GATE CITY — After a two-hour public hearing, the Scott County Board of Supervisors on Wednesday denied a special use permit application to build a mini storage or flea market in Weber City.
The application, submitted by Peggy Harless, proposed locating the business on Mimosa Drive near the state line, in an area currently zoned for agricultural/residential use.
Harless hoped to rezone four parcels of land for commercial use but faced opposition from the Planning Commission, the owner of a nearby trailer park, and 50 nearby residents, who signed a petition against the application.
“They’re looking to put a commercial building right in the middle of a residential community,” said Stan Jennings, owner of the trailer park. “I don’t think it fits … and evidently, the Planning Commission didn’t either.”
David Gilmer, building and zoning official for Scott County, said Harless first approached him with her proposal last spring. She submitted her first special use permit application in the summer, requesting permission to build an auto repair service, minor medical building, equipment sales and rental, mini storage or flea market.
In August, that application went before the Planning Commission, which makes zoning recommendations to the BOS. The commission recommended that the supervisors deny the application, noting that Harless did not have an engineer at that time to present concrete plans.
Afterward, Harless hired an engineer before the application went before the BOS. The board denied the application in November, stating that the Planning Commission needed to examine the engineering plans for the project.
Harless then submitted a new application and went through the entire process again, this time with engineering plans and with only two business types in mind: a mini storage and flea market. In December, the Planning Commission again voted not to recommend the project, and the BOS was tasked with making a final decision at this month’s meeting.
Making her case
At Wednesday’s meeting, Harless and her engineer, Steve Wilson, recapped her plans for the project and addressed two of the biggest concerns brought up by opponents of the project: water runoff and the impact of extra traffic on the road. Because it is a private road, Mimosa Drive is not maintained by VDOT and is in poor condition, but Harless argued that “the road is already a problem” and would not be affected by her business plans.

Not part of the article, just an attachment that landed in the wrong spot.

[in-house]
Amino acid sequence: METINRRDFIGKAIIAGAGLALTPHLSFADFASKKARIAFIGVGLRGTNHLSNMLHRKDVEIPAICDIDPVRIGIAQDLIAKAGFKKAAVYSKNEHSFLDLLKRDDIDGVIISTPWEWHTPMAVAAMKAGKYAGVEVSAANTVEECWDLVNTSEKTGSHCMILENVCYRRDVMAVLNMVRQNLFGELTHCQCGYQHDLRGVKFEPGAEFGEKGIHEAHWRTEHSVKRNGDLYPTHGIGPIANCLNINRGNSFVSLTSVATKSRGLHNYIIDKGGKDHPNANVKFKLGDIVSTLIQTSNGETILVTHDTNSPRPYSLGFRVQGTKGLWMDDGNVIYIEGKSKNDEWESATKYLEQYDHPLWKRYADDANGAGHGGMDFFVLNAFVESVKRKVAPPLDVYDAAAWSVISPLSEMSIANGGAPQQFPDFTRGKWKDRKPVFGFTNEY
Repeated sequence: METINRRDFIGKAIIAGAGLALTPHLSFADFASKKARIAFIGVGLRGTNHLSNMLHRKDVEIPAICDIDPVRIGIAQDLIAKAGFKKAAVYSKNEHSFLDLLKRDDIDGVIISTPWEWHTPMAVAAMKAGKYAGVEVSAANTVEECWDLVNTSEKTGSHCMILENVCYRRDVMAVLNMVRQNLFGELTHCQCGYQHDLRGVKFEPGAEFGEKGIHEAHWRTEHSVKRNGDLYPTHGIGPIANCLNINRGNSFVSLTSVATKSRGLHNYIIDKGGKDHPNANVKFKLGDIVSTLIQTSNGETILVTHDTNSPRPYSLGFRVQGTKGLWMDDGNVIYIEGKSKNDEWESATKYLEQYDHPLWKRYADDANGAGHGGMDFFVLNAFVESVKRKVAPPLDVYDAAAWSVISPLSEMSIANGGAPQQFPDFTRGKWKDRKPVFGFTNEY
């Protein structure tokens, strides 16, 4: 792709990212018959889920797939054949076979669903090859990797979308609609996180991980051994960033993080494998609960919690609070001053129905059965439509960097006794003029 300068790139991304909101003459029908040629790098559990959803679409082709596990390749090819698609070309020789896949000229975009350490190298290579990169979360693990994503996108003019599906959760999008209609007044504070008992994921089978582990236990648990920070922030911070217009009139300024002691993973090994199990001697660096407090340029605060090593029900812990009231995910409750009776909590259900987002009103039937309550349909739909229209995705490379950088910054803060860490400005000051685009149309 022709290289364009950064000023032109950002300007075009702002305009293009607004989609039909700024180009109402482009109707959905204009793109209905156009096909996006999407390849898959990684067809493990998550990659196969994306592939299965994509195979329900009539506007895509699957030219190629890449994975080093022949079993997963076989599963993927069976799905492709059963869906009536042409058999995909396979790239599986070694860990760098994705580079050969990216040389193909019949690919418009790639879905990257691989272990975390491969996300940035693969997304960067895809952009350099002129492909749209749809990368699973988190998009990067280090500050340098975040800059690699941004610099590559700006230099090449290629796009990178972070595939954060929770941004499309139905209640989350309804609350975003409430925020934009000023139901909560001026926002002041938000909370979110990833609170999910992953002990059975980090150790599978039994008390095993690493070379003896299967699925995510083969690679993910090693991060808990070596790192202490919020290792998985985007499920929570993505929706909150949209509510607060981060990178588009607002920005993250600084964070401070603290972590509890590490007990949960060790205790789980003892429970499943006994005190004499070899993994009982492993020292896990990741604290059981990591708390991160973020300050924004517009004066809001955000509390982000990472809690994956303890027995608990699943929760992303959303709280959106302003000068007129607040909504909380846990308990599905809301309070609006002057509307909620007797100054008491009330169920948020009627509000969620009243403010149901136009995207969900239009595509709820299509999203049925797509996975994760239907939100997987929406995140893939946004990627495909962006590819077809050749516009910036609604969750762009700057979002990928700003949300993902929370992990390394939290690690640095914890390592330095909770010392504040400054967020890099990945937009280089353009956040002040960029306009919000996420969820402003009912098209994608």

Jennings expressed concern that building a business in that location would create runoff that would flow into his trailer park. Harless said the engineer addressed that issue in his plans.
“The people here they don’t want change, but change is good. Growth is good, and we have needs in the community. I’ve had two or three people say that they would rent a unit just because it’s convenient and they’re in the trailer park,” Harless said of the mini storage. “They’re just wanting to declutter their house, and they asked me what my sizes were and prices. I’ve already got people interested in them, like right across the street.”
Jennings, along with nearby residents Trista Roberts, Arlene Fox, Donald Haskins and Ralph Wiggins, spoke Wednesday in opposition to the application. Most of the residents mentioned noise as a concern.
“I moved there 10 years ago because I wanted to be in a country setting. It’s quiet and peaceful … and that proposed thing is directly across from my trailer,” Fox said. “I will have no peace in my neighborhood, and that will upset me quite a bit.”
The BOS voted unanimously to deny the application, citing the condition of the road, the Planning Commission’s recommendation and the petition as determining factors.
Supervisor Darrel Jeter said, “With all the neighbors and all the signatures that’s against it, I can’t see how we could go against the people that live there and the Planning Commission.”